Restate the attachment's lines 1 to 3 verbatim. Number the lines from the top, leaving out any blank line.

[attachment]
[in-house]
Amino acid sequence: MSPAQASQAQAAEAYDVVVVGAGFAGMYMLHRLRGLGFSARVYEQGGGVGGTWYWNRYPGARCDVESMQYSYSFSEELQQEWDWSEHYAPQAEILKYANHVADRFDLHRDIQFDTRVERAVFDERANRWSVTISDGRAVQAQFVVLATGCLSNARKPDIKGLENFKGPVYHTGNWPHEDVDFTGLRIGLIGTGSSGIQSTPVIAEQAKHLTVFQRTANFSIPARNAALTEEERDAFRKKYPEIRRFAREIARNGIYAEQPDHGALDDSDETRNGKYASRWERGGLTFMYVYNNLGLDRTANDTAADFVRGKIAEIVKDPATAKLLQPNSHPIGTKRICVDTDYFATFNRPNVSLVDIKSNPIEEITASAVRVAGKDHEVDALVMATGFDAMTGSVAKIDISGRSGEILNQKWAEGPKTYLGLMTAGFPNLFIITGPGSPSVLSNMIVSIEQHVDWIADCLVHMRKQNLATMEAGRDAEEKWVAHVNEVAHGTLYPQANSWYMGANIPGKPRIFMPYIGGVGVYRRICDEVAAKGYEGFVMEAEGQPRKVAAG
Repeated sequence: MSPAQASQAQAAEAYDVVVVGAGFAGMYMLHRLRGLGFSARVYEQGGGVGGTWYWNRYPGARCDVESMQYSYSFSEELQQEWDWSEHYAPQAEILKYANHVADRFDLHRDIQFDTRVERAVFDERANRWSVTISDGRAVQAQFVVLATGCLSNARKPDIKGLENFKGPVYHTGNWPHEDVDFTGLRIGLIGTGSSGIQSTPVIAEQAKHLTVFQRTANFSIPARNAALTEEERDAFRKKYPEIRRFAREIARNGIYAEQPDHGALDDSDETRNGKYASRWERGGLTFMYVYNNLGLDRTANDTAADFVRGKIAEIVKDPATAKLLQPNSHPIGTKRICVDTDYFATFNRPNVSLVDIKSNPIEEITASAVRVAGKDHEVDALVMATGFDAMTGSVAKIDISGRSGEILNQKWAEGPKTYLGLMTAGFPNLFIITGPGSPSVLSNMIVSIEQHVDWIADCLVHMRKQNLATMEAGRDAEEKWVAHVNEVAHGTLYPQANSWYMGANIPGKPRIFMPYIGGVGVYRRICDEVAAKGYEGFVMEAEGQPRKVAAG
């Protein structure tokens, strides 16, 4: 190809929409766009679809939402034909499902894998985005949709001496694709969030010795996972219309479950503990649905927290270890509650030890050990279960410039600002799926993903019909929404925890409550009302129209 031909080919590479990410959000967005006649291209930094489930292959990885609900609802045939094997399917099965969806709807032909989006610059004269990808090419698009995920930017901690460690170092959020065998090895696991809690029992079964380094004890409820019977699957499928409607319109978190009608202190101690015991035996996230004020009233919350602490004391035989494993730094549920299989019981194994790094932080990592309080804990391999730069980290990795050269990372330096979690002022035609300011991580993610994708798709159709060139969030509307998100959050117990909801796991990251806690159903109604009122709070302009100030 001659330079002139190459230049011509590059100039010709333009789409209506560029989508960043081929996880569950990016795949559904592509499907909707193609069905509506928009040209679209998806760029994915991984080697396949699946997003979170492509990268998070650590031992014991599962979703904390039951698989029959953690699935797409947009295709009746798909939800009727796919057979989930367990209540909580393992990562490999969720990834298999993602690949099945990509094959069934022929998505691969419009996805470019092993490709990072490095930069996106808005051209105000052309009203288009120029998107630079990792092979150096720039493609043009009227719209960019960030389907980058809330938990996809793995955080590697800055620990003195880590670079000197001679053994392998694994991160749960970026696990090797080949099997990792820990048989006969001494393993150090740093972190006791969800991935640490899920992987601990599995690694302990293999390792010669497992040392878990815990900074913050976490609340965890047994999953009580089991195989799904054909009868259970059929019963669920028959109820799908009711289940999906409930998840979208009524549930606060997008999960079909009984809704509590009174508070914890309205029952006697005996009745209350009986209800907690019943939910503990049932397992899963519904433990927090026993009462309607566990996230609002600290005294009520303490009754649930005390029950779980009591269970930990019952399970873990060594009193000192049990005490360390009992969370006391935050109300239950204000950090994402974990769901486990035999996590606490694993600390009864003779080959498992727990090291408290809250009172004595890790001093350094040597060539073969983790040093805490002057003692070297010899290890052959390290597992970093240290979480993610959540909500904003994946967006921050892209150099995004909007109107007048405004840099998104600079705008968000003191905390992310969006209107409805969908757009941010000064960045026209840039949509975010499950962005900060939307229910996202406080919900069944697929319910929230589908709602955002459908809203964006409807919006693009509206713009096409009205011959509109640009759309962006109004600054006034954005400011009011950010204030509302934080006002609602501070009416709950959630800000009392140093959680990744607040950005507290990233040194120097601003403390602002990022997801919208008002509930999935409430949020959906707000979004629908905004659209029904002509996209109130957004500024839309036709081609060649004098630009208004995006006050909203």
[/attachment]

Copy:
[in-house]
Amino acid sequence: MSPAQASQAQAAEAYDVVVVGAGFAGMYMLHRLRGLGFSARVYEQGGGVGGTWYWNRYPGARCDVESMQYSYSFSEELQQEWDWSEHYAPQAEILKYANHVADRFDLHRDIQFDTRVERAVFDERANRWSVTISDGRAVQAQFVVLATGCLSNARKPDIKGLENFKGPVYHTGNWPHEDVDFTGLRIGLIGTGSSGIQSTPVIAEQAKHLTVFQRTANFSIPARNAALTEEERDAFRKKYPEIRRFAREIARNGIYAEQPDHGALDDSDETRNGKYASRWERGGLTFMYVYNNLGLDRTANDTAADFVRGKIAEIVKDPATAKLLQPNSHPIGTKRICVDTDYFATFNRPNVSLVDIKSNPIEEITASAVRVAGKDHEVDALVMATGFDAMTGSVAKIDISGRSGEILNQKWAEGPKTYLGLMTAGFPNLFIITGPGSPSVLSNMIVSIEQHVDWIADCLVHMRKQNLATMEAGRDAEEKWVAHVNEVAHGTLYPQANSWYMGANIPGKPRIFMPYIGGVGVYRRICDEVAAKGYEGFVMEAEGQPRKVAAG
Repeated sequence: MSPAQASQAQAAEAYDVVVVGAGFAGMYMLHRLRGLGFSARVYEQGGGVGGTWYWNRYPGARCDVESMQYSYSFSEELQQEWDWSEHYAPQAEILKYANHVADRFDLHRDIQFDTRVERAVFDERANRWSVTISDGRAVQAQFVVLATGCLSNARKPDIKGLENFKGPVYHTGNWPHEDVDFTGLRIGLIGTGSSGIQSTPVIAEQAKHLTVFQRTANFSIPARNAALTEEERDAFRKKYPEIRRFAREIARNGIYAEQPDHGALDDSDETRNGKYASRWERGGLTFMYVYNNLGLDRTANDTAADFVRGKIAEIVKDPATAKLLQPNSHPIGTKRICVDTDYFATFNRPNVSLVDIKSNPIEEITASAVRVAGKDHEVDALVMATGFDAMTGSVAKIDISGRSGEILNQKWAEGPKTYLGLMTAGFPNLFIITGPGSPSVLSNMIVSIEQHVDWIADCLVHMRKQNLATMEAGRDAEEKWVAHVNEVAHGTLYPQANSWYMGANIPGKPRIFMPYIGGVGVYRRICDEVAAKGYEGFVMEAEGQPRKVAAG